DENVER — Denver city leaders made significant investments Monday into housing and shelter programs to support Denver's homeless population during the coronavirus outbreak. Many of the programs could continue well after the pandemic ends.
"The contracts city council is approving tonight are really an illustration of the many levels that we've been addressing homelessness at for many years, but with bigger intensity," At-Large Councilmember Robin Kniech said. "We talk about building back better, and I will tell you that we have improved our response to homelessness because this pandemic has forced us to do it."
The city extended three contracts on Monday with The Salvation Army and Colorado Coalition for the Homeless. The contract extensions total more than $24 Million and focus mainly on finding stable, transitional housing for individuals experiencing homelessness in Denver.
Advocates of the programs say they have proved useful in giving Denverites quality shelter and the ability to find options to transition out of homelessness.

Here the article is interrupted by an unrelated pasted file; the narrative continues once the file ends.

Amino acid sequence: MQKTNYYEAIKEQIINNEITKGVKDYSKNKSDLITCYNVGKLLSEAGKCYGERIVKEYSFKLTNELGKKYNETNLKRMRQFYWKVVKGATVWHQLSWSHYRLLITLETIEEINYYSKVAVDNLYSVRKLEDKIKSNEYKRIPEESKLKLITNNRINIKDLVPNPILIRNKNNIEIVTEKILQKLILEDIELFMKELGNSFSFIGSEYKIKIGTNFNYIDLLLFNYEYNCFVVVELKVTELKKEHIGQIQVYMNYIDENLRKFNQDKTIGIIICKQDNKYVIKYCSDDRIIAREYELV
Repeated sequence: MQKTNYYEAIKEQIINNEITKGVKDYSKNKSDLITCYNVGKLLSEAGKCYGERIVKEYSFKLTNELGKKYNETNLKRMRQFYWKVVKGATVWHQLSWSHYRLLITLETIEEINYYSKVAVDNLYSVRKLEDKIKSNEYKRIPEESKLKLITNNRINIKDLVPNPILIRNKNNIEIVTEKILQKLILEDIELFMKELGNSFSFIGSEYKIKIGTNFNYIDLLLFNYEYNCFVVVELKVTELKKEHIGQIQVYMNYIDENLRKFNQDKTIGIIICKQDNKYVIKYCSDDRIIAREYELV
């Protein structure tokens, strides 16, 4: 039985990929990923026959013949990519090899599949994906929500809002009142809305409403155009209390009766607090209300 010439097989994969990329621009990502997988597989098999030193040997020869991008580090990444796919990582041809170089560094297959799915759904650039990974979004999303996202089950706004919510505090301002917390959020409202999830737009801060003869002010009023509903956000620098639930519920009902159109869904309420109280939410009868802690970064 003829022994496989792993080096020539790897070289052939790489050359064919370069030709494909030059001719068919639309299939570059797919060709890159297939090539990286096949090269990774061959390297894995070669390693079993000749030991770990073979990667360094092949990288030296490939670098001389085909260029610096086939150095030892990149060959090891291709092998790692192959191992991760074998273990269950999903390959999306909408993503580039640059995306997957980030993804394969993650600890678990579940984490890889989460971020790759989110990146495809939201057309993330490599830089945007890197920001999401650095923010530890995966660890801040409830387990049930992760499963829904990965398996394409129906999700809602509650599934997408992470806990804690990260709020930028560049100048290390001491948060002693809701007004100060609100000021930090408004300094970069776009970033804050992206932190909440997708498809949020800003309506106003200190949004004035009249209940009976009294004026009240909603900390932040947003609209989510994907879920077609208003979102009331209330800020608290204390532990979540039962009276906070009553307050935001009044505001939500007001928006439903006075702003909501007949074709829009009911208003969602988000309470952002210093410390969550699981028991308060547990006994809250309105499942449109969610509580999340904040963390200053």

"We've been placing people in motels and hotels so that they have a place to be protected from the virus but also to work on getting their paperwork in order, identifying job opportunities," said Cathy Alderman, spokesperson for Colorado Coalition for the Homeless. "Those hotels and motels have given us the opportunity to really help people stabilize so that we can then prepare them for what a long term housing option might look like."
The way forward, many in city leadership believe, is to fund transitional and permanent housing based on individual needs. Kniech says that with tracking and properly applied funds, the more than 4,000 individuals living on the streets in Denver can find housing.
"We are tracking every individual we serve — we have a regional data system," she said. "We can use all that data to help us inform improving these solutions."